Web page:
Mining brings huge social and environmental change to communities: landscapes, livelihoods and the social fabric evolve alongside the industry. But what happens when the mines close? What problems face communities that lose their main employer and the very core of their identity and social networks? A research fellow at the University of Göttingen provides recommendations for governments to successfully navigate mining communities through their transition toward non-mining economies. Based on past experiences with industrial transitions, she suggests that a three-step approach centred around stakeholder collaboration could be the most effective way forward. This approach combines early planning, local-based solutions, and targeted investments aimed at fostering economic and workforce transformation. This comment article was published in Nature Energy.
Dr Kamila Svobodova, Marie Skłodowska-Curie Research Fellow at the University of Göttingen, argues that, in practice, governments struggle to truly engage mining communities in both legislation and action. Even the more successful, often deemed exemplary, transitions failed to follow the principles of open and just participation or invest enough time in the process. Early discussions about how the future will look following closure help to build trust and relationships with communities. A combination of bottom-up and top-down approaches engages people at all levels. This ensures that the local context is understood and targeted specifically. It also establishes networks for collaboration during the transition. Effective coordination of investments toward mining communities, including funding to implement measures to support workers, seed new industries, support innovations, and enhance essential services in urban centres, proved to be successful in the past.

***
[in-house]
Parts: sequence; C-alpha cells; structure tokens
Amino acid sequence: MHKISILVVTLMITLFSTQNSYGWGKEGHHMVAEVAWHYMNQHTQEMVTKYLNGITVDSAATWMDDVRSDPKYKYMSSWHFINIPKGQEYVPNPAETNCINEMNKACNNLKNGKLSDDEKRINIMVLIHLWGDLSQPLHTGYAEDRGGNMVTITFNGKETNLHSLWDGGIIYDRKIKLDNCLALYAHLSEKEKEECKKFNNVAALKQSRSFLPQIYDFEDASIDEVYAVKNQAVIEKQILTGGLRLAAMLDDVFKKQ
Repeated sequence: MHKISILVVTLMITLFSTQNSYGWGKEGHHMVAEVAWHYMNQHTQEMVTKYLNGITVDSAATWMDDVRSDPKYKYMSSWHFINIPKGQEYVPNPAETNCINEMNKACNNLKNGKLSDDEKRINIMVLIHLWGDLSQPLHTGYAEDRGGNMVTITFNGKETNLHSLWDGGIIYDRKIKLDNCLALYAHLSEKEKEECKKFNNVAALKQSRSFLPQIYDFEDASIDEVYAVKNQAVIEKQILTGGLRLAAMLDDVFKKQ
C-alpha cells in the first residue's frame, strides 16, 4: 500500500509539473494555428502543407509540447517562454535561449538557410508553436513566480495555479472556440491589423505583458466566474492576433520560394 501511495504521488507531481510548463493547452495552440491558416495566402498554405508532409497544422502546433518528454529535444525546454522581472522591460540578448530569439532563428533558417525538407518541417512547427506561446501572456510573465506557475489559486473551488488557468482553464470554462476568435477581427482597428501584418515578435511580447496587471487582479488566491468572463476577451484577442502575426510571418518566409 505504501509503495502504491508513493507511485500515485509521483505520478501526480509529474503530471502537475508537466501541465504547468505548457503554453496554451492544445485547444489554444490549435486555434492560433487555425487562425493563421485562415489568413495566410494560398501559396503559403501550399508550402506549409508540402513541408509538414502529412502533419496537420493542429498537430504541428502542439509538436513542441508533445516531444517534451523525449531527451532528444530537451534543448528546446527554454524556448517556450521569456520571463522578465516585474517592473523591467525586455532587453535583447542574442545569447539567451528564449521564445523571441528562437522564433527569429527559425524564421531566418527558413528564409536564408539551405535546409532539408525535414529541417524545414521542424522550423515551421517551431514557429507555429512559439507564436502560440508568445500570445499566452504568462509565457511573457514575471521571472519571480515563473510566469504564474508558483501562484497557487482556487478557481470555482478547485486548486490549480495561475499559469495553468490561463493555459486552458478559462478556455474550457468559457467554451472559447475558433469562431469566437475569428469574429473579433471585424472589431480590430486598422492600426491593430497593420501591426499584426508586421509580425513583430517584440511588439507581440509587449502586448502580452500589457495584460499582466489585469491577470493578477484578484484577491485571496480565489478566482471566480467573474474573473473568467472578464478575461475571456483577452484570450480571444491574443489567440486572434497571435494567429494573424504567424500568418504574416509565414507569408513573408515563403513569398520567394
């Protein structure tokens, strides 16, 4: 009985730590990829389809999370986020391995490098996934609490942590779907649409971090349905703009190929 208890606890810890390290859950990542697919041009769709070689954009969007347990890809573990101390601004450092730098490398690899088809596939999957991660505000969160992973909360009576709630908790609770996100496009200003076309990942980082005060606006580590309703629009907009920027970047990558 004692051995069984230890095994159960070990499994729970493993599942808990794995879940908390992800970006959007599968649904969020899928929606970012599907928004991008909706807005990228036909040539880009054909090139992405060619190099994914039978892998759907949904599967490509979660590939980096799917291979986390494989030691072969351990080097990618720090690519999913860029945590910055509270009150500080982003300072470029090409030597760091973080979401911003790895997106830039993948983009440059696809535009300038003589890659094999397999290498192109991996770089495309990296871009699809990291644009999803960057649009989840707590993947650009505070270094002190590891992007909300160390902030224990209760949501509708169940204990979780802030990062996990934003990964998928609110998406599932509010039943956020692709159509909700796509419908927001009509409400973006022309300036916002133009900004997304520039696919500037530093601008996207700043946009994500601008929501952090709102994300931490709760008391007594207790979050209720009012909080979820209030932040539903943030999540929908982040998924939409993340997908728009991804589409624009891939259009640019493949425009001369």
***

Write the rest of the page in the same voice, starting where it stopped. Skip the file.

“To ensure energy security, it's essential for governments to recognize the profound transformation that residents of mining communities experience when they shift away from mining,” Svobodova explains. “Neglecting these communities, their inherent strength of mining identity and unity, could lead to social and economic instability, potentially affecting the overall national energy infrastructure.”
Moving toward closure and consequently away from mining is not an easy or short journey. “It is essential that governments recognize that the transition takes time, and persistence is essential for success,” says Svoboda. “They should openly communicate their strategies, ensuring communities and other stakeholders are well-informed and engaged. Building trust and providing guidance helps residents navigate the uncertainties associated with transitions. By embracing the three-step approach that centers around stakeholder engagement, governments can prioritize equitable and just outcomes when navigating mining transitions as part of their energy security strategies.”
Original publication: Svobodova, K., “Navigating community transitions away from mining,” Comment article in Nature Energy 2023. DOI: 10.1038/s41560-023-01359-9. Full text available here: https://rdcu.be/dnmU3
Dr Kamila Svobodova
University of Göttingen
Department of Agricultural Economics and Rural Development
Platz der Göttinger Sieben 5, 37073 Göttingen, Germany